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A puppet festival returns to New York, all grown up
Shari Lewis and James Patrick Brymer’s hand puppet Lamb Chop, with costumes by Pat Brymer Creations, on display in the “Puppets of New York” exhibition at the Museum of the City of New York, in New York, Aug. 6, 2021. Opening with five days of in-person performances, the International Puppet Fringe Festival NYC also includes streaming productions and an exhibition at the Museum of the City of New York. Karsten Moran/The New York Times.

by Laurel Graeber



NEW YORK (NYT NEWS SERVICE).- After more than a year of pandemic-related crises, Manuel Antonio Morán wanted to give a gift to New York. He envisioned something lighthearted and uplifting, but also thought-provoking and as varied as the city itself. The answer? Puppets.

But there’s nothing here to prompt sneers or eye rolling. The International Puppet Fringe Festival NYC, which arrives this week with more than 50 shows and events, more than a dozen short films and five accompanying exhibitions, including “Puppets of New York” at the Museum of the City of New York, is far from a kiddie celebration.

“The wrong perception in the United States is that puppetry is just for children or to be used for education,” Morán, the festival’s artistic director, said in an interview at the Clemente Soto Vélez Cultural and Educational Center, the programming’s Lower East Side hub. “That’s something I’m fighting every single day.”

This festival, which is offering 60% of its performances free (tickets to the rest are $15 each), may help convince the doubters. Although Morán founded Puppet Fringe NYC as a biennial in 2018 — COVID-19 prevented its 2020 edition — this version is almost twice the size of the original and essentially a rebirth. Beginning Wednesday with the first Puppet Week NYC, which comprises five days of live events, the festival continues through Aug. 31, mostly in virtual form, with shows from countries including India, Israel, Argentina, Spain, South Korea and the Ivory Coast.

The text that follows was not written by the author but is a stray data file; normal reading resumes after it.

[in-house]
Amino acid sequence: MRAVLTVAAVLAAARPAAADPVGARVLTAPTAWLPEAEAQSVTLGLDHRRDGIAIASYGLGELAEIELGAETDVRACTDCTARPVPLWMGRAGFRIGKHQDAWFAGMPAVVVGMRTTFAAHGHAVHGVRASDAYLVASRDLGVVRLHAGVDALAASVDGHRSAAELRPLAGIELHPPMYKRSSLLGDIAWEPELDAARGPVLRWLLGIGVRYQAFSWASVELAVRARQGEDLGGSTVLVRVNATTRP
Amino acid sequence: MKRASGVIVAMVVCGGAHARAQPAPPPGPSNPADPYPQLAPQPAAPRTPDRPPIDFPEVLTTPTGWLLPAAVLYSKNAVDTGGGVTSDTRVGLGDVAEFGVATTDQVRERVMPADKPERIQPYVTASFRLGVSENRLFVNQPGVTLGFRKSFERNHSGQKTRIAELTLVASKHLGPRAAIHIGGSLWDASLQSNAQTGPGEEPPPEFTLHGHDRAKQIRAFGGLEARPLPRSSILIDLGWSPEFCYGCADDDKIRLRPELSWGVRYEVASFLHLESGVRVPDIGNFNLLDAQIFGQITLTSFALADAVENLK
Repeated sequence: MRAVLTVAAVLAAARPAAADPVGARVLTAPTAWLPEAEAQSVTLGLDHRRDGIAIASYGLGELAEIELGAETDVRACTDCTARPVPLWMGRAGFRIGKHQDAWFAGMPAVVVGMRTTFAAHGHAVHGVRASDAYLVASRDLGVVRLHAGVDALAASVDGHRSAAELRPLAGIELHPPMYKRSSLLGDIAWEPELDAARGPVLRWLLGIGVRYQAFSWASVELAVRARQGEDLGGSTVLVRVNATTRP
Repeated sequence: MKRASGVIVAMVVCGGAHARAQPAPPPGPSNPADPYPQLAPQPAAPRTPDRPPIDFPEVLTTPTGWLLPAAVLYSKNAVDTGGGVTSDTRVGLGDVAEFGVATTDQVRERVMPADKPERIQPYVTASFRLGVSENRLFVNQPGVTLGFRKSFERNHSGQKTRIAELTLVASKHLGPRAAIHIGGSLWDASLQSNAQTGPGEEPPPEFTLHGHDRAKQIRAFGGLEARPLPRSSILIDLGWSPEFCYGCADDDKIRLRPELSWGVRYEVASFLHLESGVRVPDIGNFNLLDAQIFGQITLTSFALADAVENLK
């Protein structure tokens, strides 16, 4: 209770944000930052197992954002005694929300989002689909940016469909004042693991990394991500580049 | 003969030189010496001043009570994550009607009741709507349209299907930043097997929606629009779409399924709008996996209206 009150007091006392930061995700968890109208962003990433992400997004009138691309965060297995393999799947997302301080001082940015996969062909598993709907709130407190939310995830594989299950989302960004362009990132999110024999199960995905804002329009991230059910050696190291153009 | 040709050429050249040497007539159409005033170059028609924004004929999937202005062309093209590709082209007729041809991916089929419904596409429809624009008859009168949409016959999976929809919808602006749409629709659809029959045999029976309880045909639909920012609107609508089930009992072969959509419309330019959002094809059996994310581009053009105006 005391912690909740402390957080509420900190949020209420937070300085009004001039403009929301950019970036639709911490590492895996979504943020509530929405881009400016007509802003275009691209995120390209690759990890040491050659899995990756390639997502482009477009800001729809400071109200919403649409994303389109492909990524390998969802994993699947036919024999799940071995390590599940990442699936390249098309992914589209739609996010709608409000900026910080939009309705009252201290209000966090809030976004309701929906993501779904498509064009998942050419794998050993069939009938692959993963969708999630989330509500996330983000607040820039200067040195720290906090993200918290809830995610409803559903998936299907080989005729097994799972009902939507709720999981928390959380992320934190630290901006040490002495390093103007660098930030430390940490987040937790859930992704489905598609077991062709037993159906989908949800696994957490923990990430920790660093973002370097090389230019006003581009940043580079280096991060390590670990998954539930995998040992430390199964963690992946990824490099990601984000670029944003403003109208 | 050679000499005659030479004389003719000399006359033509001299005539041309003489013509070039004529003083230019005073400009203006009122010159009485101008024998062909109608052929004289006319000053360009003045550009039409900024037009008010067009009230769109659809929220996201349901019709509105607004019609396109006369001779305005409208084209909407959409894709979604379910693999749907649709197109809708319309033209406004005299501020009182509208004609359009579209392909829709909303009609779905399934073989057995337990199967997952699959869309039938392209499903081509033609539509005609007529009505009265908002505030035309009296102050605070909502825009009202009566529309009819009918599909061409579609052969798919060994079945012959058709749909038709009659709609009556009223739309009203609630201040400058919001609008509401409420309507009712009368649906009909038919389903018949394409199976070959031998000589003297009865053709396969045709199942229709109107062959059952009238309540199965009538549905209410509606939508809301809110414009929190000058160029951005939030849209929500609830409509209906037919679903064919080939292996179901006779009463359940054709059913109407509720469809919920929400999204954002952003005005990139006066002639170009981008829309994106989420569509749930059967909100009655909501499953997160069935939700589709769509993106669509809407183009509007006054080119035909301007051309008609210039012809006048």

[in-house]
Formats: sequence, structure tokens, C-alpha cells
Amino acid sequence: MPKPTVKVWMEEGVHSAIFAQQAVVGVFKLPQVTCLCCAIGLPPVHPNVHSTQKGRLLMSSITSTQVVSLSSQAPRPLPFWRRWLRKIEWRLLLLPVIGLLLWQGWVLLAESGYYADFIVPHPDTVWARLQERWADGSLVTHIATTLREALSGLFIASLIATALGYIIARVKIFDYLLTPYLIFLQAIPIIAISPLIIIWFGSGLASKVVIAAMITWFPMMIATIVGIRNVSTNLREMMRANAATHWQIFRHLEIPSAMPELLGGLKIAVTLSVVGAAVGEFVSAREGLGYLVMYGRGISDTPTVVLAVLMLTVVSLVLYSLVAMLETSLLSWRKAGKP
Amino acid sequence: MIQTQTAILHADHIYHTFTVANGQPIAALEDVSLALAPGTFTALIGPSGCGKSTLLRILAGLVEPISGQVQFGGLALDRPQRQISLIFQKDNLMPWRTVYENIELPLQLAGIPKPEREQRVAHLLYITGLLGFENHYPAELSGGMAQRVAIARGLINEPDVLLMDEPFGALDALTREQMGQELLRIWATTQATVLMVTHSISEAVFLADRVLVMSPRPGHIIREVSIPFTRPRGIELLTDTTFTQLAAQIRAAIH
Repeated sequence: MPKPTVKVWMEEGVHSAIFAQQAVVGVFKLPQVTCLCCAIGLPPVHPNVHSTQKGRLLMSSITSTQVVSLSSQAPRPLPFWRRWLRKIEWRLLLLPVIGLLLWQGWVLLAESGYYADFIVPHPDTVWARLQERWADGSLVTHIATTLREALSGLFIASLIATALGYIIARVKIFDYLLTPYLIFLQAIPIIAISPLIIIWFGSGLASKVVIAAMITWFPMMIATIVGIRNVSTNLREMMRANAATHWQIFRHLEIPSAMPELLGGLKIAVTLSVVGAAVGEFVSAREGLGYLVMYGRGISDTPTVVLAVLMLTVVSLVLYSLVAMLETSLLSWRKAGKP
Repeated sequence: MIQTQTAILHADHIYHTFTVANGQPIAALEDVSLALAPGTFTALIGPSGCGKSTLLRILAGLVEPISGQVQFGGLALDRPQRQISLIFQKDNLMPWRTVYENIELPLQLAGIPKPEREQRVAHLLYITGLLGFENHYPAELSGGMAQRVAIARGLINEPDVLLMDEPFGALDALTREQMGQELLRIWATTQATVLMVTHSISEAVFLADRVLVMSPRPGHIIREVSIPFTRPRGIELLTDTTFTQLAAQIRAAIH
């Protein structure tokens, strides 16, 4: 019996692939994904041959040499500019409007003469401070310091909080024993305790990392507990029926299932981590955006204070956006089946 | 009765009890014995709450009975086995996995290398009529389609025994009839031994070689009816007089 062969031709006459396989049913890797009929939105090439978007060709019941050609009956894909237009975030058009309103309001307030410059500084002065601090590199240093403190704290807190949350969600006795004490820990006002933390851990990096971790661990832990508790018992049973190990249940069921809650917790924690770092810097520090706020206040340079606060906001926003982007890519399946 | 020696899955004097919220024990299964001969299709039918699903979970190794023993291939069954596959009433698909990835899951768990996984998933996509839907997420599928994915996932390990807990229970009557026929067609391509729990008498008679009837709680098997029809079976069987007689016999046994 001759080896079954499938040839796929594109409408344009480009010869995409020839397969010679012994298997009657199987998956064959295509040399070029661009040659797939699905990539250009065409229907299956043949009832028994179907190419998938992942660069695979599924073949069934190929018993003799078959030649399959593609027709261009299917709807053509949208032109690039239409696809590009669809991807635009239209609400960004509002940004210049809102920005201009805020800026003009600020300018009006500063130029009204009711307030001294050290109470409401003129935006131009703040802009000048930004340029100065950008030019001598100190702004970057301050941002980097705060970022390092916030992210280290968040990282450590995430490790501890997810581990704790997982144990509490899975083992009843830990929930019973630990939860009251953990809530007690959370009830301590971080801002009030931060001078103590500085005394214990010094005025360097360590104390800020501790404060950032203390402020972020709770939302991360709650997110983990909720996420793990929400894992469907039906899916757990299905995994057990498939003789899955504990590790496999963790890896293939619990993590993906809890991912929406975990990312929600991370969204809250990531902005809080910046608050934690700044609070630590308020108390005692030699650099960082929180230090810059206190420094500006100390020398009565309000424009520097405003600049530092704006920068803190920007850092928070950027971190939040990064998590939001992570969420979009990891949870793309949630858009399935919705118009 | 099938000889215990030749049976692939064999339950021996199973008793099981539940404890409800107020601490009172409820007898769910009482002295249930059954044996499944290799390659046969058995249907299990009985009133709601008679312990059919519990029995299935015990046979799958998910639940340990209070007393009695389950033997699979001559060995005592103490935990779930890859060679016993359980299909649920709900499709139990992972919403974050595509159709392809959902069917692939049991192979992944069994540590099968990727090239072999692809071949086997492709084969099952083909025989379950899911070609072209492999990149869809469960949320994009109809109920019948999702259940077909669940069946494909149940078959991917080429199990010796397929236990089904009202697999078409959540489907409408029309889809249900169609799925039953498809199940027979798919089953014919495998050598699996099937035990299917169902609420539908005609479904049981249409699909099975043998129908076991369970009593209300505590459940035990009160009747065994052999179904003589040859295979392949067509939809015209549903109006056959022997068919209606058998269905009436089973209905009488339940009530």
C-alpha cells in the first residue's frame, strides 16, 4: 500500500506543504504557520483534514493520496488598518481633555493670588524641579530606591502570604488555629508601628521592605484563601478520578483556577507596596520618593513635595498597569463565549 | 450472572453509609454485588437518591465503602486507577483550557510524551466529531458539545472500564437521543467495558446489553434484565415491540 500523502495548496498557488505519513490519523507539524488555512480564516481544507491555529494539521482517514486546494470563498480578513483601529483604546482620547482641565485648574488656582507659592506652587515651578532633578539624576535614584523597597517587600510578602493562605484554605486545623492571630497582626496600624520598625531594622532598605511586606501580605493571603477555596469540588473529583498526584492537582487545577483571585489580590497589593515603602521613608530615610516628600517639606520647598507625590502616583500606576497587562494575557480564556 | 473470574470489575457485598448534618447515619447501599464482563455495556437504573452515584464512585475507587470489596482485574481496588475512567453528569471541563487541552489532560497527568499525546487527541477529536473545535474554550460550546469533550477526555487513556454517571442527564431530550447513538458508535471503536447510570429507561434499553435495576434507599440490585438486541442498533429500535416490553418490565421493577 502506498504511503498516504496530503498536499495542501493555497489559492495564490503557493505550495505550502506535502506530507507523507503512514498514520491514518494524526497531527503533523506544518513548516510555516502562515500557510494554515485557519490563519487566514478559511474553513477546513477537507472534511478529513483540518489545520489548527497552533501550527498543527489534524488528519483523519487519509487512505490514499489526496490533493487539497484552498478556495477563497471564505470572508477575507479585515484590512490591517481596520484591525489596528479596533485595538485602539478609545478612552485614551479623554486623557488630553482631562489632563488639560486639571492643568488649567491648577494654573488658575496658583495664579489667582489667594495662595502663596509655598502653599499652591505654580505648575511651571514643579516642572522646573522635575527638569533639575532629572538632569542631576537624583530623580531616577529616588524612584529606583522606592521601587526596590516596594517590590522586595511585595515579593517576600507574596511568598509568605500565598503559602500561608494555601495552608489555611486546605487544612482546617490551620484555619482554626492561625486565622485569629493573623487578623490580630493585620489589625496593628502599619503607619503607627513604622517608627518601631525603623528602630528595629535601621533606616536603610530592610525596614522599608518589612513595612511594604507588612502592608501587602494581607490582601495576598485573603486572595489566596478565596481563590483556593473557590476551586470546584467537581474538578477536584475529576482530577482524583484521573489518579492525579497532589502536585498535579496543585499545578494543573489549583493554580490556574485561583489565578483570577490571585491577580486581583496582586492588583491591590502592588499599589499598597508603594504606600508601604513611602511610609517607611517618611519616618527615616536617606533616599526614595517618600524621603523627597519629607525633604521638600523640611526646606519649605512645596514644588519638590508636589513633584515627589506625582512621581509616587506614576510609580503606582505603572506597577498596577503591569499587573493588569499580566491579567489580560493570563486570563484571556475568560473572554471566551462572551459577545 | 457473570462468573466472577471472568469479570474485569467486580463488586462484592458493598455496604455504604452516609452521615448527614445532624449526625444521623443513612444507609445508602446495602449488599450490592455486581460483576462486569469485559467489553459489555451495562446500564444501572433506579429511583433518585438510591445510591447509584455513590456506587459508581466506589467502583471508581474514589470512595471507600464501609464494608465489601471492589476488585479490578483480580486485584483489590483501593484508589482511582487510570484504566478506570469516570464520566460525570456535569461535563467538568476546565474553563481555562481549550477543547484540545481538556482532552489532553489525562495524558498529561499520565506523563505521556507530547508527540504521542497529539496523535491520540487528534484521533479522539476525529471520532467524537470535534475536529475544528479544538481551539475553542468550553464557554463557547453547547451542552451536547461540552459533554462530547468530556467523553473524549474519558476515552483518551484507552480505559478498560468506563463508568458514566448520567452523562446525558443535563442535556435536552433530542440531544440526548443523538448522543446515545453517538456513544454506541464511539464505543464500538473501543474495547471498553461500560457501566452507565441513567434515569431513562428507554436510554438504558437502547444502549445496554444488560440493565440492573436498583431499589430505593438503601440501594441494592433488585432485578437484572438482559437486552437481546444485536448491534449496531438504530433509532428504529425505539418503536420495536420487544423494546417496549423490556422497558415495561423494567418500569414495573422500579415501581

It “represents the whole immigrant ethos of the Lower East Side, channeled through the lens of these other citizens that are puppets,” said Libertad O. Guerra, the executive director of the Clemente. The center is producing Puppet Fringe NYC with Teatro SEA, the downtown Latino theater Morán started in 1985, and Morán’s own agency, Grupo Morán.

This year’s festival will also have workshops in puppet construction, four of them for adults. And for those whose tastes run to the politically barbed or the comically risqué, two grown-ups-only puppet evenings are planned, one of them called the “Bawdy, Naughty Puppet Cabaret/Puppet Slam.”

“They’re including elements of burlesque,” Morán said of the slam, to be presented Saturday by the Puppetry Guild of Greater New York. “There might be a little bit of skin,” he added with a laugh.

But perhaps this festival’s most novel element is its partnership with the Museum of the City of New York, which will open a 2,500-square-foot exhibition, “Puppets of New York,” with a sold-out celebration Thursday evening. The show, which runs until early April at the uptown Manhattan museum, features photographs, videos, films and sets, as well as more than 60 puppets. They range from cardboard finger models designed by Penny Jones to José A. López Alemán’s 12-foot-tall Titanya, the fairy queen from “Sueño,” Teatro SEA’s Afro Caribbean version of “A Midsummer Night’s Dream.”

“The main argument of the show uptown is that the history of puppetry in New York City mirrors the demographics of the city,” said Monxo López, the Andrew W. Mellon Foundation fellow who curated “Puppets of New York.” And, he noted, “many different puppeteers that reflect that diversity have not been as visible as others. It was important to tell that story of diversity, of visibility, of inclusiveness, in a way that also showed joy and possibility.”

To that end, the exhibition includes not only designs by famous masters like Jim Henson and Ralph Lee, but also work by artists like the Manteo family, who brought complex metal Sicilian marionettes when they immigrated to New York a century ago, and Derek Fordjour and Nick Lehane, whose 2020 puppet production, “Fly Away,” featured a nameless young Black man.